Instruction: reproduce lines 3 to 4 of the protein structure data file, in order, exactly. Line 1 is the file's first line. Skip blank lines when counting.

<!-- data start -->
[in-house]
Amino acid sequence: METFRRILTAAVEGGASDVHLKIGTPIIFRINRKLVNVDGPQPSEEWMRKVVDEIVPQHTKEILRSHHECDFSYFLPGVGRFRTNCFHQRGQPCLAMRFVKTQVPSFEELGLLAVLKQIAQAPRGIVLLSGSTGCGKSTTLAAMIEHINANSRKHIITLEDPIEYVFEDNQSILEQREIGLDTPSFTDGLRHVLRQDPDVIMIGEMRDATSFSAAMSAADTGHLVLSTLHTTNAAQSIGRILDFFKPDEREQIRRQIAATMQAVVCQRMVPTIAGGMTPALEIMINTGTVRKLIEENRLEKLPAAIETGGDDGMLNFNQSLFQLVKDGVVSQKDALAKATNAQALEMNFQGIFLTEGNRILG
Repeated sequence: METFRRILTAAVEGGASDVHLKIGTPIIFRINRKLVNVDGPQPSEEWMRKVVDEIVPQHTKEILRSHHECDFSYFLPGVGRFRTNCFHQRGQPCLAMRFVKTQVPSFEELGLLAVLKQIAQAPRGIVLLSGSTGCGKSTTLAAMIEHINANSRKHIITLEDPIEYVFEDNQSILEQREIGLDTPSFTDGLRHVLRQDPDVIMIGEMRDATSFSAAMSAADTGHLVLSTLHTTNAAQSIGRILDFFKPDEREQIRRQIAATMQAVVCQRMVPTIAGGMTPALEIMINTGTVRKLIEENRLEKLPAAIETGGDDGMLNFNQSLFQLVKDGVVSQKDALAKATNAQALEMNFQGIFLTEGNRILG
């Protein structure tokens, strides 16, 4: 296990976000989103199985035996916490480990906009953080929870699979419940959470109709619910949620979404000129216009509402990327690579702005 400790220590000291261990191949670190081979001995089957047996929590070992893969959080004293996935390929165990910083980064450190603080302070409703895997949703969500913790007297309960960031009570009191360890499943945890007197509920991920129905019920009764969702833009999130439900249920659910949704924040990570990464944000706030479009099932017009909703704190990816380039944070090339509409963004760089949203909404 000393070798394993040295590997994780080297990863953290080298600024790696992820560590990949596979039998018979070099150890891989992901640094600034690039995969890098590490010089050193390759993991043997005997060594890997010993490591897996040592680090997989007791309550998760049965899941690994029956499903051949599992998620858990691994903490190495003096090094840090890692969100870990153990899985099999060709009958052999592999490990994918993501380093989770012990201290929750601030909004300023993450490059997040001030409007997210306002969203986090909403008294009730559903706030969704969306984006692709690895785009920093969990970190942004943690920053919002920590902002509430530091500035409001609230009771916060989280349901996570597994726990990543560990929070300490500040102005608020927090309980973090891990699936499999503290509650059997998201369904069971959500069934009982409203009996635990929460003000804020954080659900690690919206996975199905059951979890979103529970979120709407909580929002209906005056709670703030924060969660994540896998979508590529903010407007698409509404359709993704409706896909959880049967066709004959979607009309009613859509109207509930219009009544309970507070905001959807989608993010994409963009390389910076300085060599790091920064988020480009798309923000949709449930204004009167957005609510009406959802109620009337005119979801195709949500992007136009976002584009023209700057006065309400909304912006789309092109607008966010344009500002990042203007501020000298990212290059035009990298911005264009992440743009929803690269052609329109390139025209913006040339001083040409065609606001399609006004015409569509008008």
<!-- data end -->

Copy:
Repeated sequence: METFRRILTAAVEGGASDVHLKIGTPIIFRINRKLVNVDGPQPSEEWMRKVVDEIVPQHTKEILRSHHECDFSYFLPGVGRFRTNCFHQRGQPCLAMRFVKTQVPSFEELGLLAVLKQIAQAPRGIVLLSGSTGCGKSTTLAAMIEHINANSRKHIITLEDPIEYVFEDNQSILEQREIGLDTPSFTDGLRHVLRQDPDVIMIGEMRDATSFSAAMSAADTGHLVLSTLHTTNAAQSIGRILDFFKPDEREQIRRQIAATMQAVVCQRMVPTIAGGMTPALEIMINTGTVRKLIEENRLEKLPAAIETGGDDGMLNFNQSLFQLVKDGVVSQKDALAKATNAQALEMNFQGIFLTEGNRILG
């Protein structure tokens, strides 16, 4: 296990976000989103199985035996916490480990906009953080929870699979419940959470109709619910949620979404000129216009509402990327690579702005 400790220590000291261990191949670190081979001995089957047996929590070992893969959080004293996935390929165990910083980064450190603080302070409703895997949703969500913790007297309960960031009570009191360890499943945890007197509920991920129905019920009764969702833009999130439900249920659910949704924040990570990464944000706030479009099932017009909703704190990816380039944070090339509409963004760089949203909404 000393070798394993040295590997994780080297990863953290080298600024790696992820560590990949596979039998018979070099150890891989992901640094600034690039995969890098590490010089050193390759993991043997005997060594890997010993490591897996040592680090997989007791309550998760049965899941690994029956499903051949599992998620858990691994903490190495003096090094840090890692969100870990153990899985099999060709009958052999592999490990994918993501380093989770012990201290929750601030909004300023993450490059997040001030409007997210306002969203986090909403008294009730559903706030969704969306984006692709690895785009920093969990970190942004943690920053919002920590902002509430530091500035409001609230009771916060989280349901996570597994726990990543560990929070300490500040102005608020927090309980973090891990699936499999503290509650059997998201369904069971959500069934009982409203009996635990929460003000804020954080659900690690919206996975199905059951979890979103529970979120709407909580929002209906005056709670703030924060969660994540896998979508590529903010407007698409509404359709993704409706896909959880049967066709004959979607009309009613859509109207509930219009009544309970507070905001959807989608993010994409963009390389910076300085060599790091920064988020480009798309923000949709449930204004009167957005609510009406959802109620009337005119979801195709949500992007136009976002584009023209700057006065309400909304912006789309092109607008966010344009500002990042203007501020000298990212290059035009990298911005264009992440743009929803690269052609329109390139025209913006040339001083040409065609606001399609006004015409569509008008």